The results reported that between February and September 2022, H5N1 infections were detected in a total of 2,199 wild birds across 45 U.S. states and 229 backyard flocks and 200 commercial poultry farms in 39 U.S. states. Out of the 4.351 individuals who were exposed to potentially infected birds, 3,658 completed the active symptom monitoring of 10 days. Of these 3,658, 3% (134) experienced one or more symptoms similar to an influenza infection symptom, but only one individual tested positive for influenza A(H5).
Additionally, 22 nasal samples collected from individuals exposed to birds tested negative for H5N1. The serum samples obtained from 17 of these 22 individuals did not indicate elevated antibody titers against the H5N1 clade 126.96.36.199b virus.
Based on the fact that out of over 4,000 individuals who were exposed to birds and were tested, only one had an rRT-PCR confirmed case of influenza A(H5), the researchers from the CDC concluded that the avian-to-human transmission risk of H5N1 was low for individuals who were exposed to domesticated or wild birds potentially infected with H5N1 clade 188.8.131.52b in the United States.
To summarize, the researchers from the CDC assessed the risk of H5N1 infections among individuals exposed to wild and domesticated birds potentially infected with the HPAI H5N1 clade 184.108.40.206b virus.
Overall, the findings suggested that the risk of transmission of the H5N1 virus from infected birds to humans was very low. However, the researchers cautioned that it is important to monitor exposed individuals, and the increasing number of influenza A(H5) infections among other mammals indicates the potential for the risk profile of the virus to change very quickly.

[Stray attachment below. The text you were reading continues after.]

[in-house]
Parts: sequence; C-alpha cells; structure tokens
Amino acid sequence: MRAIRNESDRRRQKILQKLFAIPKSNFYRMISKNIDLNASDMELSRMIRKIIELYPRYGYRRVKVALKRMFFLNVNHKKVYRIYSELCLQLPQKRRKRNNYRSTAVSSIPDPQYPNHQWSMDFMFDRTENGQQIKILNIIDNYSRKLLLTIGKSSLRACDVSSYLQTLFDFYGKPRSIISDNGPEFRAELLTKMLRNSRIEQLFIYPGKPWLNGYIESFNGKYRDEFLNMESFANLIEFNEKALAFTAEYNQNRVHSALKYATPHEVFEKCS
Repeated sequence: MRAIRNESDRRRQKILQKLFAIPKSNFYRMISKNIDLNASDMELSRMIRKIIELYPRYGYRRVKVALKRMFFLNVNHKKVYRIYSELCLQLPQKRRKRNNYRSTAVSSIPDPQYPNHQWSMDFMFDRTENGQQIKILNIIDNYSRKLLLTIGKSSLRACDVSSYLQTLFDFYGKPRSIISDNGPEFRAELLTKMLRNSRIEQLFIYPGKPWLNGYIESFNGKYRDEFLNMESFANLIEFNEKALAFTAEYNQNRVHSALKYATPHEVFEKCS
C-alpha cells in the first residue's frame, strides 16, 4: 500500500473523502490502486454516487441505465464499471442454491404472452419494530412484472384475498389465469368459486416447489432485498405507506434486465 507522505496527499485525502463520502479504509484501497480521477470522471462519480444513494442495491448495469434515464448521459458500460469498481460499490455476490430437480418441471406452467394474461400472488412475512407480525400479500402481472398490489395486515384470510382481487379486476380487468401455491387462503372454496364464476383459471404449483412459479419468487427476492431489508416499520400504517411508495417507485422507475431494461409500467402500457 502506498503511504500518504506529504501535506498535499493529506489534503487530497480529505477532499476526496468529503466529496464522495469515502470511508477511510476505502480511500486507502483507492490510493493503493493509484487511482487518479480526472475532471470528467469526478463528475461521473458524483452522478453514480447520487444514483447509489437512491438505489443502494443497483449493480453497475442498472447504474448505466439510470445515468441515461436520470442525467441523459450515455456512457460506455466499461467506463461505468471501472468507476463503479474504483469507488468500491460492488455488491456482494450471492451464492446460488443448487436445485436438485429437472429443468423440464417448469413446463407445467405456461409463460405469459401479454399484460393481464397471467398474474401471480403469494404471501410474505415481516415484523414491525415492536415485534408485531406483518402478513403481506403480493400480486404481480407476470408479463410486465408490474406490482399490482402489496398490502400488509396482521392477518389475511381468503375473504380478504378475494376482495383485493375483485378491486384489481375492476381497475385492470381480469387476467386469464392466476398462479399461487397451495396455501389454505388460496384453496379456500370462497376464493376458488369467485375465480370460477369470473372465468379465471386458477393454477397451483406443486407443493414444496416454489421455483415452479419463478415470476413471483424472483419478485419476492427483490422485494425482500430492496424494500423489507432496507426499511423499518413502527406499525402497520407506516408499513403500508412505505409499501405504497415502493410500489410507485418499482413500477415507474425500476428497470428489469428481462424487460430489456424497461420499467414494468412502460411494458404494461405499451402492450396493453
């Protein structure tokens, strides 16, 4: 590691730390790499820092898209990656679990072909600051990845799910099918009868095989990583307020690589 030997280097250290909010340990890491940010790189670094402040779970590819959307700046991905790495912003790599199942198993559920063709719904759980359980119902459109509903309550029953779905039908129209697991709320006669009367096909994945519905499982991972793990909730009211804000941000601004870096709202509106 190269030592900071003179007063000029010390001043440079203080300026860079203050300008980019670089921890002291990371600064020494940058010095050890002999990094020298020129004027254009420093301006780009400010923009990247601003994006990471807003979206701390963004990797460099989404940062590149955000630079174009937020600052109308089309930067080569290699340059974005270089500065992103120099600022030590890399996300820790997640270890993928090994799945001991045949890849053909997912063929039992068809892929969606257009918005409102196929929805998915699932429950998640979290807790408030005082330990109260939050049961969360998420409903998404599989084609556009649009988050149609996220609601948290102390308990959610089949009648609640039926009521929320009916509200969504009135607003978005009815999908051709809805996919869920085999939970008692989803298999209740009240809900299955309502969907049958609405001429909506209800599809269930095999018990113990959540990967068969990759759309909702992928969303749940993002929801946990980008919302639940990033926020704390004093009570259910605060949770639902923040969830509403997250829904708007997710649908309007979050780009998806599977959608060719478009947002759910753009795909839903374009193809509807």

- Kniss, K., Sumner, K., Tastad, K., Lewis, N., Jansen, L., Julian, D., Reh, M., Carlson, E., Williams, R., Koirala, S., Buss, B., Donahue, M., Palm, J., Kollmann, L., Holzbauer, S., Levine, M., Davis, T., Barnes, J., Flannery, B., & Brammer, L. (2023). Risk for Infection in Humans after Exposure to Birds Infected with Highly Pathogenic Avian Influenza A(H5N1) Virus, United States, 2022. Emerging Infectious Disease Journal, 29(6). doi: https://doi.org/10.3201/eid2906.230103 https://wwwnc.cdc.gov/eid/article/29/6/23-0103_article
Posted in: Medical Science News | Medical Research News | Disease/Infection News
Tags: Agriculture, Antibody, Avian Influenza, Diagnostic, H5N1, Influenza, Nasopharyngeal, Personal Protective Equipment, Polymerase, PPE, Public Health, Respiratory, Virus
Dr. Chinta Sidharthan
Chinta Sidharthan is a writer based in Bangalore, India. Her academic background is in evolutionary biology and genetics, and she has extensive experience in scientific research, teaching, science writing, and herpetology. Chinta holds a Ph.D. in evolutionary biology from the Indian Institute of Science and is passionate about science education, writing, animals, wildlife, and conservation. For her doctoral research, she explored the origins and diversification of blindsnakes in India, as a part of which she did extensive fieldwork in the jungles of southern India. She has received the Canadian Governor General’s bronze medal and Bangalore University gold medal for academic excellence and published her research in high-impact journals.